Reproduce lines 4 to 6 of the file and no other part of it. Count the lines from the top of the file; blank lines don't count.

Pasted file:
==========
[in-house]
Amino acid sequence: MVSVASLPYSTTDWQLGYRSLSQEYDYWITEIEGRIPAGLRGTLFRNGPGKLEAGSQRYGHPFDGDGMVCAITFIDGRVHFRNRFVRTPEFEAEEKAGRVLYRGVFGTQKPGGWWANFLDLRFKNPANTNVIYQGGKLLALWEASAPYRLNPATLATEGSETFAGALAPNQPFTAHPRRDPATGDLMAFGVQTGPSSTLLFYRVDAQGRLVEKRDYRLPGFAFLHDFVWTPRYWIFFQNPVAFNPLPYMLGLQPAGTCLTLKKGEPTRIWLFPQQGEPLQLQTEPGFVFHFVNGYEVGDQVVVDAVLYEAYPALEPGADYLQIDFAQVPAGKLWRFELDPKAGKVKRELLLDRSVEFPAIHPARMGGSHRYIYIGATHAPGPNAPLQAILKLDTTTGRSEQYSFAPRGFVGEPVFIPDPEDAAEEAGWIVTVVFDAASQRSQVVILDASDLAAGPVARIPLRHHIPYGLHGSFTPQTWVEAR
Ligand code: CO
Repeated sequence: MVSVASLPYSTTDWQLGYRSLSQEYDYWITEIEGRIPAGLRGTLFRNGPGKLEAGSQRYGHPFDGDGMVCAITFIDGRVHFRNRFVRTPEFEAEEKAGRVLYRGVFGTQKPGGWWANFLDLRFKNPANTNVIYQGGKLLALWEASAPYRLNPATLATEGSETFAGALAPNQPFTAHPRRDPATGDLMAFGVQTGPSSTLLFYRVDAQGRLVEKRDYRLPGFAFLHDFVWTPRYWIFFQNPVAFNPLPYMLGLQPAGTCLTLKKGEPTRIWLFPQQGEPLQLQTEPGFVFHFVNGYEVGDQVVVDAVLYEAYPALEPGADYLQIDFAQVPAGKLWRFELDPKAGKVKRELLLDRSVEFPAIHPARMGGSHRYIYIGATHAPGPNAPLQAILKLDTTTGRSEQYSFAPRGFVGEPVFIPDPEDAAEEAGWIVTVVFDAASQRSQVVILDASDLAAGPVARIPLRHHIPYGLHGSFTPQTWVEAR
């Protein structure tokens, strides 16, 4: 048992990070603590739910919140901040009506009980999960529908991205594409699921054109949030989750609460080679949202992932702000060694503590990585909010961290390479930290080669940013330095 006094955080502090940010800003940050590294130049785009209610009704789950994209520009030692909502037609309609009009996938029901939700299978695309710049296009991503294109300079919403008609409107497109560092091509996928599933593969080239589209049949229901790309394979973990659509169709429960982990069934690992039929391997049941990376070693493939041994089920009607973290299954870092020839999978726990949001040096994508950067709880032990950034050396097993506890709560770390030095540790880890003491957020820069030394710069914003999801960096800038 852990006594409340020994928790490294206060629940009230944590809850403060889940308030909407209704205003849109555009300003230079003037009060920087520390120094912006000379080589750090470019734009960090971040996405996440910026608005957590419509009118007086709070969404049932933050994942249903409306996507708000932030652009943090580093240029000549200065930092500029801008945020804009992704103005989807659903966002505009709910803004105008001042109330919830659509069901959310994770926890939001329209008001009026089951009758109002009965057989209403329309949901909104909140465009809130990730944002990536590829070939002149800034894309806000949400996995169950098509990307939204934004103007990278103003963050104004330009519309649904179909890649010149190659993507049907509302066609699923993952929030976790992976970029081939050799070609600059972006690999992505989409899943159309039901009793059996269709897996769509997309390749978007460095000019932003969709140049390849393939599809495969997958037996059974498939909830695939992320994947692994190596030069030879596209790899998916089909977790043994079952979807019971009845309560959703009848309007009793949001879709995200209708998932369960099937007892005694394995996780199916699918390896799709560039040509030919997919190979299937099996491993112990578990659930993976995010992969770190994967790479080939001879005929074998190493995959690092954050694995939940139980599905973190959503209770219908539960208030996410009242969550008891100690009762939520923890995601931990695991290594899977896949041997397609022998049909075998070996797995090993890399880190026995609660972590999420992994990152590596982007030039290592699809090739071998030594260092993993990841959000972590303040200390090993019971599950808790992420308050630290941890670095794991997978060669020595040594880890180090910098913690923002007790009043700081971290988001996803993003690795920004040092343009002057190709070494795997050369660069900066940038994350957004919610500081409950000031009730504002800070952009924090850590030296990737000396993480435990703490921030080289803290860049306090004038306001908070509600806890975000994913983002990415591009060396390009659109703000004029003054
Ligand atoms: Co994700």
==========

Repeated sequence: MVSVASLPYSTTDWQLGYRSLSQEYDYWITEIEGRIPAGLRGTLFRNGPGKLEAGSQRYGHPFDGDGMVCAITFIDGRVHFRNRFVRTPEFEAEEKAGRVLYRGVFGTQKPGGWWANFLDLRFKNPANTNVIYQGGKLLALWEASAPYRLNPATLATEGSETFAGALAPNQPFTAHPRRDPATGDLMAFGVQTGPSSTLLFYRVDAQGRLVEKRDYRLPGFAFLHDFVWTPRYWIFFQNPVAFNPLPYMLGLQPAGTCLTLKKGEPTRIWLFPQQGEPLQLQTEPGFVFHFVNGYEVGDQVVVDAVLYEAYPALEPGADYLQIDFAQVPAGKLWRFELDPKAGKVKRELLLDRSVEFPAIHPARMGGSHRYIYIGATHAPGPNAPLQAILKLDTTTGRSEQYSFAPRGFVGEPVFIPDPEDAAEEAGWIVTVVFDAASQRSQVVILDASDLAAGPVARIPLRHHIPYGLHGSFTPQTWVEAR
């Protein structure tokens, strides 16, 4: 048992990070603590739910919140901040009506009980999960529908991205594409699921054109949030989750609460080679949202992932702000060694503590990585909010961290390479930290080669940013330095 006094955080502090940010800003940050590294130049785009209610009704789950994209520009030692909502037609309609009009996938029901939700299978695309710049296009991503294109300079919403008609409107497109560092091509996928599933593969080239589209049949229901790309394979973990659509169709429960982990069934690992039929391997049941990376070693493939041994089920009607973290299954870092020839999978726990949001040096994508950067709880032990950034050396097993506890709560770390030095540790880890003491957020820069030394710069914003999801960096800038 852990006594409340020994928790490294206060629940009230944590809850403060889940308030909407209704205003849109555009300003230079003037009060920087520390120094912006000379080589750090470019734009960090971040996405996440910026608005957590419509009118007086709070969404049932933050994942249903409306996507708000932030652009943090580093240029000549200065930092500029801008945020804009992704103005989807659903966002505009709910803004105008001042109330919830659509069901959310994770926890939001329209008001009026089951009758109002009965057989209403329309949901909104909140465009809130990730944002990536590829070939002149800034894309806000949400996995169950098509990307939204934004103007990278103003963050104004330009519309649904179909890649010149190659993507049907509302066609699923993952929030976790992976970029081939050799070609600059972006690999992505989409899943159309039901009793059996269709897996769509997309390749978007460095000019932003969709140049390849393939599809495969997958037996059974498939909830695939992320994947692994190596030069030879596209790899998916089909977790043994079952979807019971009845309560959703009848309007009793949001879709995200209708998932369960099937007892005694394995996780199916699918390896799709560039040509030919997919190979299937099996491993112990578990659930993976995010992969770190994967790479080939001879005929074998190493995959690092954050694995939940139980599905973190959503209770219908539960208030996410009242969550008891100690009762939520923890995601931990695991290594899977896949041997397609022998049909075998070996797995090993890399880190026995609660972590999420992994990152590596982007030039290592699809090739071998030594260092993993990841959000972590303040200390090993019971599950808790992420308050630290941890670095794991997978060669020595040594880890180090910098913690923002007790009043700081971290988001996803993003690795920004040092343009002057190709070494795997050369660069900066940038994350957004919610500081409950000031009730504002800070952009924090850590030296990737000396993480435990703490921030080289803290860049306090004038306001908070509600806890975000994913983002990415591009060396390009659109703000004029003054
Ligand atoms: Co994700």